Culinary Arts

Learn About Pectin: Ingredients, Uses, and Substitutes

Written by MasterClass

Nov 30, 2018 • 3 min read

From jams to glazes, pectin is an integral part of baking and desserts.


What Is Pectin?

Pectin is a polysaccharide starch found in the walls of the cells of fruits and vegetables. Firmer fruits—like apples—have more pectin, while squishy fruits—like strawberries—have less. Ripe fruits also have lower pectin levels than unripe ones.

What Is Pectin Used For?

Pectin is primarily used in jams and jellies, because when it’s cooked at a high temperature with acid and sugar, it creates that nice gelatinous texture. Fruits that are naturally high in pectin usually need very little added sugar and pectin to make a jam. Fruits that are lower in pectin, however, often need both. But if you don’t want to add an excessive amount of sugar—which is common in berry jams, for example—you can add pectin instead without affecting the flavor.

Pectin is also used for making tarts which need a firm, slightly gelatinous texture, or for creating a clear fruit glaze called nappage. Some types of medicine incorporate pectin as well.

What Is the Difference Between Gelatin and Pectin?

Gelatin is a more common ingredient than pectin, though both work to provide a similar gelatinous texture to food items. There’s one big difference between the two, however: While gelatin is made from animal products, pectin is vegan and vegetarian-friendly since it is derived from fruit.

How Does Pectin Work?

Pectin comes in either liquid or powdered form, and it’s soluble in cold water. Pectin needs other ingredients in order to gel. Usually those ingredients are sugar or calcium.

Let’s cover which type of pectin needs which binding ingredient below.

The 4 Most Common Types of Pectin

There are also different types of pectin that can be used for different things. Here are the four primary types.

1) HM pectin
High methoxyl (HM) pectin is the most common type of pectin. It’s usually labeled as either “rapid-set” or “slow-set.” Both types are extracted from citrus fruit peels and basically the same, with the main difference being how much time and the temperature they take to set. Rapid-set pectin takes a higher temperature and less time to set, while slow-set pectin takes a lower temperature and more time.

Rapid-set pectin is great for recipes that include suspension, so it’s better for jams and preserves (suspension is essentially the fruit morsels that hang, suspended, in the viscous jam). Slow-set pectin is better for recipes that don’t include any suspension, like a smooth jelly.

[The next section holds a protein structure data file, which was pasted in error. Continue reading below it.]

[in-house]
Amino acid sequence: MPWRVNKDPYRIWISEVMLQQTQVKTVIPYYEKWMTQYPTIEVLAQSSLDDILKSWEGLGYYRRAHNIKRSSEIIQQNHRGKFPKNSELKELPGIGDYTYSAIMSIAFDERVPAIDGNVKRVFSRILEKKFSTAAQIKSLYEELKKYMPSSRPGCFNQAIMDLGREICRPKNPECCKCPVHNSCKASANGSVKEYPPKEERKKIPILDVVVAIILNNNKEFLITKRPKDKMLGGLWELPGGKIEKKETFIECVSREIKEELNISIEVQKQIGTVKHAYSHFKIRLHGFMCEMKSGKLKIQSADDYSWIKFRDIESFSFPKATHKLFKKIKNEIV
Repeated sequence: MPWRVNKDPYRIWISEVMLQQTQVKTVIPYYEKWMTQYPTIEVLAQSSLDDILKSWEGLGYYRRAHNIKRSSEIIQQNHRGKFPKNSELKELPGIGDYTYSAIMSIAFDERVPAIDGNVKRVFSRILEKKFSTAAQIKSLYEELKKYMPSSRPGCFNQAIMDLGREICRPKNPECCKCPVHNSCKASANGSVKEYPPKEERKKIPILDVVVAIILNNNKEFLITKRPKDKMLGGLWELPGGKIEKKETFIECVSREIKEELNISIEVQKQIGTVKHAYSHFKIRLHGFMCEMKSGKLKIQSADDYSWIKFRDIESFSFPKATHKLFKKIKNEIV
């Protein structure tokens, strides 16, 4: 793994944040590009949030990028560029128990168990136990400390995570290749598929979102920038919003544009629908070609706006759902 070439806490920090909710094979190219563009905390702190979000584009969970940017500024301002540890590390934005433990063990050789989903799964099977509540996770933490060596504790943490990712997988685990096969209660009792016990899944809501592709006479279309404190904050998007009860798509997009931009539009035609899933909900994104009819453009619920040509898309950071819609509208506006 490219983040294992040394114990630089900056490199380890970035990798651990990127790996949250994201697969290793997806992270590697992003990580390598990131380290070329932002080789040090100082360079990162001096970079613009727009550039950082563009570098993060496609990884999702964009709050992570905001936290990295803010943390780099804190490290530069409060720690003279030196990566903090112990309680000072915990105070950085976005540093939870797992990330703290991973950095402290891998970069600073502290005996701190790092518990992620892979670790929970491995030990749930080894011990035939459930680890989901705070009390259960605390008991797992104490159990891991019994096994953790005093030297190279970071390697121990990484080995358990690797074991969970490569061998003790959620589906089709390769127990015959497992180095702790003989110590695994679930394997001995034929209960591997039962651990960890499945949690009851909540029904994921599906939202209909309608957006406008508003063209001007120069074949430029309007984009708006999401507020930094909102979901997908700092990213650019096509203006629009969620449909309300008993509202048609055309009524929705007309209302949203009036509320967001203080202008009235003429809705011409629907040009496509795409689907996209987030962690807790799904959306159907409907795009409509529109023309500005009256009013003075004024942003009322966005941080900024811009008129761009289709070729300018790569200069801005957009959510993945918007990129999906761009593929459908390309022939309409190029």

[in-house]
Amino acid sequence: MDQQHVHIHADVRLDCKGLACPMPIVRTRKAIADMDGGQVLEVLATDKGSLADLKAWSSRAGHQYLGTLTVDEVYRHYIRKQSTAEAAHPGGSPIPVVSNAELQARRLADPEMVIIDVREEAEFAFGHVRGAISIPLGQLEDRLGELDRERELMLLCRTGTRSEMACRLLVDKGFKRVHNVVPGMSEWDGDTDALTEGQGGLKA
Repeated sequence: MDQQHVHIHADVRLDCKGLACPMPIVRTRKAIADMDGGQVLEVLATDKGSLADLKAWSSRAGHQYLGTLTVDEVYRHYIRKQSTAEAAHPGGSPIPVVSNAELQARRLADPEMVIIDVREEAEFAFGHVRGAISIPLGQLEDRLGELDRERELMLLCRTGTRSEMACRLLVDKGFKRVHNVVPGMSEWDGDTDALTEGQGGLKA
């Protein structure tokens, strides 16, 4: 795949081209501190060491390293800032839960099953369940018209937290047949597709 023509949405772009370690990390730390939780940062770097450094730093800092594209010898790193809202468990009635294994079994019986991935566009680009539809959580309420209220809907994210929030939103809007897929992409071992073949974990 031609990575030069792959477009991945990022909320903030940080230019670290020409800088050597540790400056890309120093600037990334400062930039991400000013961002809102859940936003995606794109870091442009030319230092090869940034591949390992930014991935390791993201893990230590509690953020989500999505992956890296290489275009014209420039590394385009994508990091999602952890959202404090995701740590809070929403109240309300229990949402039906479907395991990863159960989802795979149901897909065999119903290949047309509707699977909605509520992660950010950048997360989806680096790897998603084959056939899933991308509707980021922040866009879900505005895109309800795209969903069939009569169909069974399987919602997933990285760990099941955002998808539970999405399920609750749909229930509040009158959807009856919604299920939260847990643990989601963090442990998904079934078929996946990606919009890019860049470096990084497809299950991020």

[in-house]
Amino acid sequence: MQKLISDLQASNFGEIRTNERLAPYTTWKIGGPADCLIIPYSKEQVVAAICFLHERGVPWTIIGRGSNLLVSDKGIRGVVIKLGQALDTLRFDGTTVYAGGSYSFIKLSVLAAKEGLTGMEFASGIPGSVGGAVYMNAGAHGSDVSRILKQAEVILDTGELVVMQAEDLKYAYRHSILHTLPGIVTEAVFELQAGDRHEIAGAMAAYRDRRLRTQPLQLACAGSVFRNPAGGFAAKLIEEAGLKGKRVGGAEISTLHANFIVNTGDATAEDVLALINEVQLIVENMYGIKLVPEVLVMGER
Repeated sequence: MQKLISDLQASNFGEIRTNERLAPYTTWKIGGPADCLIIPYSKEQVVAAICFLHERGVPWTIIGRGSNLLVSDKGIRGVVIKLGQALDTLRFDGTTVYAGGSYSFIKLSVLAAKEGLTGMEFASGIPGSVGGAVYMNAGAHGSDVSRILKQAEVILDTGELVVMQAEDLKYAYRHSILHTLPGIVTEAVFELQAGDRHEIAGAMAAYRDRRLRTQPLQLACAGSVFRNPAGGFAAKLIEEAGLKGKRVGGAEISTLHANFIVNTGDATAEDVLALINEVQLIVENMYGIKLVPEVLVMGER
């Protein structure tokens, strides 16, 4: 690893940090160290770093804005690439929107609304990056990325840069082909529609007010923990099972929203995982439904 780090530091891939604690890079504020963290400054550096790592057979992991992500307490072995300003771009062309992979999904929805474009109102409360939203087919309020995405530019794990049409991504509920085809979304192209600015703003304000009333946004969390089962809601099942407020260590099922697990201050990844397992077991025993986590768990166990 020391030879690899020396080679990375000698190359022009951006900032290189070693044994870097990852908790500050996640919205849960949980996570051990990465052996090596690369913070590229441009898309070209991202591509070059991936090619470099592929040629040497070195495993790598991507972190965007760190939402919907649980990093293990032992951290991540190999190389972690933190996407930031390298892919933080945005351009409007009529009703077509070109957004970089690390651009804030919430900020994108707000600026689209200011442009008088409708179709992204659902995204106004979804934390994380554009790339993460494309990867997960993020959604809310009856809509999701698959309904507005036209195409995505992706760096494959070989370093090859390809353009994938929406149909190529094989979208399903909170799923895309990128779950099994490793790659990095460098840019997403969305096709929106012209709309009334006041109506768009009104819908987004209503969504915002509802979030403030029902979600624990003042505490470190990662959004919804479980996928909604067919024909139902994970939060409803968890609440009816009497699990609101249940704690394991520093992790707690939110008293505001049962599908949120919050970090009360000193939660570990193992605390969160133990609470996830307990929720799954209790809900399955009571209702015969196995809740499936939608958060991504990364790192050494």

HM pectin needs sugar and very specific acid levels in order to firm up. That’s why it’s great for fruit preserves, jams, and jellies.

2) LM pectin
Low methoxyl pectin (LM) also comes from citrus peels. It’s often used for low-calorie jams and jellies since it relies on calcium instead of sugar to solidify. It’s great for dairy-based recipes that don’t need sugar, too. LM pectin gets increasingly firmer as calcium is added until it hits a saturation point. At that time, the process reverses and it becomes less firm.

3) Apple Pectin
Apple pectin is pectin that is derived from apples and it’s usually sold as a powder. It can be used as a gelling and thickening agent, as well as a food stabilizer. It is also used in medicine, as supplements, in chews like throat lozenges, or as an additive to laxatives for its natural purgative qualities. Apple pectin is packed with healthy carbohydrates, dietary fiber, sodium, manganese, copper, and zinc.

4) Pectin NH
Pectin NH is an apple pectin that’s usually used for fruit glazes and fruit fillings. It’s a type of modified LM pectin. Pectin NH needs calcium to gel, like any other type of LM pectin, but it less of it. It’s also thermally reversible, which means that it can be melted, set, remelted, and then reset again.

What Are Substitutes for Pectin?

If you don’t have pectin on hand or can’t find some in a market, there are several options for substitutes:

Citrus peels

  • Citrus peels—especially the white part, or pith—are naturally packed with pectin. If you’re making a fruit jam, the citrus will add a boost of pectin without as much sugar.


  • Cornstarch is a natural thickener that works as a seamless substitute for pectin.


  • Gelatin is a viable option for non-vegans or non-vegetarians.

Extra sugar

  • Finally, you can make jams and jellies the old fashioned way: by cooking them for hours and adding a lot of sugar. The only downsides to that, of course, are that you cook out a lot of the natural nutrients and also end up eating a lot of added sugar.

Now that we’ve covered all there is to know about pectin, try your hand at making Chef Dominique Ansel’s homemade strawberry jam.